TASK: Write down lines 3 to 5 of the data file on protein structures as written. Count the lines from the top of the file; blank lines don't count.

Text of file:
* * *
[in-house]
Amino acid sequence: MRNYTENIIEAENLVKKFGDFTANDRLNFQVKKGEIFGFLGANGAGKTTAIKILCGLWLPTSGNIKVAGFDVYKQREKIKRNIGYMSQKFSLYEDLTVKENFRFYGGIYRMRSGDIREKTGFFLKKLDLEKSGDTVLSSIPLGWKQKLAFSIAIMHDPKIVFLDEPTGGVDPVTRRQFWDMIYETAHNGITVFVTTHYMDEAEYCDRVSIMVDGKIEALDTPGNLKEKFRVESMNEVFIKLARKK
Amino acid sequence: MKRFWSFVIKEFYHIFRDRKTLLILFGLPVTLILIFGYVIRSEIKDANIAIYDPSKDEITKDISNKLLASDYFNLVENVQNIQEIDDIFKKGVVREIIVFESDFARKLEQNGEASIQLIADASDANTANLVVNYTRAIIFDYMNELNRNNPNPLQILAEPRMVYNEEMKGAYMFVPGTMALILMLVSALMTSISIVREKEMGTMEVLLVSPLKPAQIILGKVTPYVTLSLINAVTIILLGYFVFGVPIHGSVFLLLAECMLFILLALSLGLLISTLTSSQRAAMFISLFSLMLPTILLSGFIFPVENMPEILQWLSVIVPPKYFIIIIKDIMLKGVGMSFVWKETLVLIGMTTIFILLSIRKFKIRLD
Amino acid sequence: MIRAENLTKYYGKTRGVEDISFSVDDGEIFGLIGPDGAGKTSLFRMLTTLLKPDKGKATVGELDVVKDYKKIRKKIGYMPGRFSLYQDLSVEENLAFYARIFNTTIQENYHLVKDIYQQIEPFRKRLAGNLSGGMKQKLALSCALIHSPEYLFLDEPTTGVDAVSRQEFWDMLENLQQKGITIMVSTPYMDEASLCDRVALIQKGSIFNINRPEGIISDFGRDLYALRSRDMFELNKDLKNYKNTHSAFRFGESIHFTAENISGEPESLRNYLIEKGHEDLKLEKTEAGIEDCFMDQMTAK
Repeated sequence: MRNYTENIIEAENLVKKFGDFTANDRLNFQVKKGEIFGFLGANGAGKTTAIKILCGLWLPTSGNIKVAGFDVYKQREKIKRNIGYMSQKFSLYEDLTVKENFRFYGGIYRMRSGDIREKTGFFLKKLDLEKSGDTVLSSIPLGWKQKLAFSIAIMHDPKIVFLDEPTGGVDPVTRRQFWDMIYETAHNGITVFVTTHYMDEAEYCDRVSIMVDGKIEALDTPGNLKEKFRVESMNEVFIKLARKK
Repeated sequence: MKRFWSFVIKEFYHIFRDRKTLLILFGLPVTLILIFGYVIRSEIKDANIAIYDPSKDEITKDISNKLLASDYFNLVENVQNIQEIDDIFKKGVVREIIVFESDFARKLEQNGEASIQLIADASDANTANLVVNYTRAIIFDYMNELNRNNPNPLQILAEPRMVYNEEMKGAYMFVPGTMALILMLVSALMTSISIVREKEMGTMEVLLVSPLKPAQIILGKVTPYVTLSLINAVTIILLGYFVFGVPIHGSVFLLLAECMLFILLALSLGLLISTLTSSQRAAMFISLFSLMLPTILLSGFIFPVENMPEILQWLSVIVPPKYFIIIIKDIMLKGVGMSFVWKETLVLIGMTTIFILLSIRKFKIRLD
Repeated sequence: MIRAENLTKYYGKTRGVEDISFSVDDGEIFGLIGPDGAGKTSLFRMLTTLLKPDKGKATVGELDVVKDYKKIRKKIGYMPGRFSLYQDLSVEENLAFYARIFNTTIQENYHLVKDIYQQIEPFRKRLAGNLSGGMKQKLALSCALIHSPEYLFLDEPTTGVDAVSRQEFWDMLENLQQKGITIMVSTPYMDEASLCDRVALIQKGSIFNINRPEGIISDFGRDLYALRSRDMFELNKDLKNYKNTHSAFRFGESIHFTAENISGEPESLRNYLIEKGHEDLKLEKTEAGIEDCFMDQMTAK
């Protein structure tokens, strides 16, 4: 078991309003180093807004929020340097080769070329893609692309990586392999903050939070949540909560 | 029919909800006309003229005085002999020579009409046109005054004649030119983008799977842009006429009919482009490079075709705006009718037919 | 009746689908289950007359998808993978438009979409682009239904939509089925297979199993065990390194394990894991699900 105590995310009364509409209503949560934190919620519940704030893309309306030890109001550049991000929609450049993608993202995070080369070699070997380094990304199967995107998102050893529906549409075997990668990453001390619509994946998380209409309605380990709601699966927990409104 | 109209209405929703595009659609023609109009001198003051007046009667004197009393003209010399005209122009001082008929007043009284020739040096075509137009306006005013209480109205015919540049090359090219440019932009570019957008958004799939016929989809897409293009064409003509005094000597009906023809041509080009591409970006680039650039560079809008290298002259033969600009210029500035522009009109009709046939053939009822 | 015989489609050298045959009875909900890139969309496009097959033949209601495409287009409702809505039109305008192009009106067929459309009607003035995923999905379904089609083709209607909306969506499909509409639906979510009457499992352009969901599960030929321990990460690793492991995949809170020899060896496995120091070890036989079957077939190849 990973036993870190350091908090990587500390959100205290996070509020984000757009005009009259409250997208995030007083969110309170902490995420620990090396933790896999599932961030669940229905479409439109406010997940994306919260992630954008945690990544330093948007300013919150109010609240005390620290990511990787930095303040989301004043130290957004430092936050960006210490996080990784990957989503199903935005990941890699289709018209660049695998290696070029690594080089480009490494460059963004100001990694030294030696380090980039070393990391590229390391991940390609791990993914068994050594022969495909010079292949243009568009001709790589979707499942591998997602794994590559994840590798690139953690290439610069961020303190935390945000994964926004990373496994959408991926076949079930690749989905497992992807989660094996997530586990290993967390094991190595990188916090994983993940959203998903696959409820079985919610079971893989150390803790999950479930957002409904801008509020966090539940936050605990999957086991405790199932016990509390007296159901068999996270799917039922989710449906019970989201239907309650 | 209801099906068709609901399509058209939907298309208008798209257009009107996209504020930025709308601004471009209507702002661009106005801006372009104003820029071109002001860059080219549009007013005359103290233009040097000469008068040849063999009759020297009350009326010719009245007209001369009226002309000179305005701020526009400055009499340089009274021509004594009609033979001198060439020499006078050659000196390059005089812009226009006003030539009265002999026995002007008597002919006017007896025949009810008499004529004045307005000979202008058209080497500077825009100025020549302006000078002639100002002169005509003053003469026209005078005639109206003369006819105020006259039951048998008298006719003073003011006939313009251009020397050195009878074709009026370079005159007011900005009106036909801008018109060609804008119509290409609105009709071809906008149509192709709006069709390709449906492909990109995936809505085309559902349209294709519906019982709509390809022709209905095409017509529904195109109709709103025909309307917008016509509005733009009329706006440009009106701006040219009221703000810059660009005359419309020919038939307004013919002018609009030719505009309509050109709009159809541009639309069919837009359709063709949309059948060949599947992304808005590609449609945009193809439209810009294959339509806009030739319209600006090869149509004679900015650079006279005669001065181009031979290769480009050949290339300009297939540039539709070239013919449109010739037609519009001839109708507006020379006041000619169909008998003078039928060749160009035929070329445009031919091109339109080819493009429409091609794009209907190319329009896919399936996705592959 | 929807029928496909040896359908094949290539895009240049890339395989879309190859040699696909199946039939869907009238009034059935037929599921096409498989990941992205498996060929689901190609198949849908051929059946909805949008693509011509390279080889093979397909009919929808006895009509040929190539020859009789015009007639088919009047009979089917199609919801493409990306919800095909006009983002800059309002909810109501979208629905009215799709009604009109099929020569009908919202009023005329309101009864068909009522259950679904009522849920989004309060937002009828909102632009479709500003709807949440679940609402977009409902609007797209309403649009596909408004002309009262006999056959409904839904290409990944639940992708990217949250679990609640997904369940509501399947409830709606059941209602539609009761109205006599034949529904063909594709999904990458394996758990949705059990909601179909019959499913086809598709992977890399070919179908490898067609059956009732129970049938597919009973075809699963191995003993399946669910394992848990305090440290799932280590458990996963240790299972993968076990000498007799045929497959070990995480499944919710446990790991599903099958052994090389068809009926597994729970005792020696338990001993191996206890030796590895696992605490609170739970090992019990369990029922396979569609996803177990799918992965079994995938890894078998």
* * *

Amino acid sequence: MKRFWSFVIKEFYHIFRDRKTLLILFGLPVTLILIFGYVIRSEIKDANIAIYDPSKDEITKDISNKLLASDYFNLVENVQNIQEIDDIFKKGVVREIIVFESDFARKLEQNGEASIQLIADASDANTANLVVNYTRAIIFDYMNELNRNNPNPLQILAEPRMVYNEEMKGAYMFVPGTMALILMLVSALMTSISIVREKEMGTMEVLLVSPLKPAQIILGKVTPYVTLSLINAVTIILLGYFVFGVPIHGSVFLLLAECMLFILLALSLGLLISTLTSSQRAAMFISLFSLMLPTILLSGFIFPVENMPEILQWLSVIVPPKYFIIIIKDIMLKGVGMSFVWKETLVLIGMTTIFILLSIRKFKIRLD
Amino acid sequence: MIRAENLTKYYGKTRGVEDISFSVDDGEIFGLIGPDGAGKTSLFRMLTTLLKPDKGKATVGELDVVKDYKKIRKKIGYMPGRFSLYQDLSVEENLAFYARIFNTTIQENYHLVKDIYQQIEPFRKRLAGNLSGGMKQKLALSCALIHSPEYLFLDEPTTGVDAVSRQEFWDMLENLQQKGITIMVSTPYMDEASLCDRVALIQKGSIFNINRPEGIISDFGRDLYALRSRDMFELNKDLKNYKNTHSAFRFGESIHFTAENISGEPESLRNYLIEKGHEDLKLEKTEAGIEDCFMDQMTAK
Repeated sequence: MRNYTENIIEAENLVKKFGDFTANDRLNFQVKKGEIFGFLGANGAGKTTAIKILCGLWLPTSGNIKVAGFDVYKQREKIKRNIGYMSQKFSLYEDLTVKENFRFYGGIYRMRSGDIREKTGFFLKKLDLEKSGDTVLSSIPLGWKQKLAFSIAIMHDPKIVFLDEPTGGVDPVTRRQFWDMIYETAHNGITVFVTTHYMDEAEYCDRVSIMVDGKIEALDTPGNLKEKFRVESMNEVFIKLARKK